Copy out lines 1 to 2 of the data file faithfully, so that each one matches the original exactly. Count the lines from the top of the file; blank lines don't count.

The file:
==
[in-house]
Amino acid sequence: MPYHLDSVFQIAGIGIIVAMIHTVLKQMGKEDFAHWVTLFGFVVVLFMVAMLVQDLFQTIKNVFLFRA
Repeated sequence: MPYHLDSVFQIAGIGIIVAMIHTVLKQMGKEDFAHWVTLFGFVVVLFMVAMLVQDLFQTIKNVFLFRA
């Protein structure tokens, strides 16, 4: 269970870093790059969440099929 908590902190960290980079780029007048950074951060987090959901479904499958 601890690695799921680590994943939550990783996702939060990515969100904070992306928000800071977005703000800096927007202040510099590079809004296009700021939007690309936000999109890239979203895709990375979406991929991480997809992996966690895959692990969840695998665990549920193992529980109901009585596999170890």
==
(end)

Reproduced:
[in-house]
Amino acid sequence: MPYHLDSVFQIAGIGIIVAMIHTVLKQMGKEDFAHWVTLFGFVVVLFMVAMLVQDLFQTIKNVFLFRA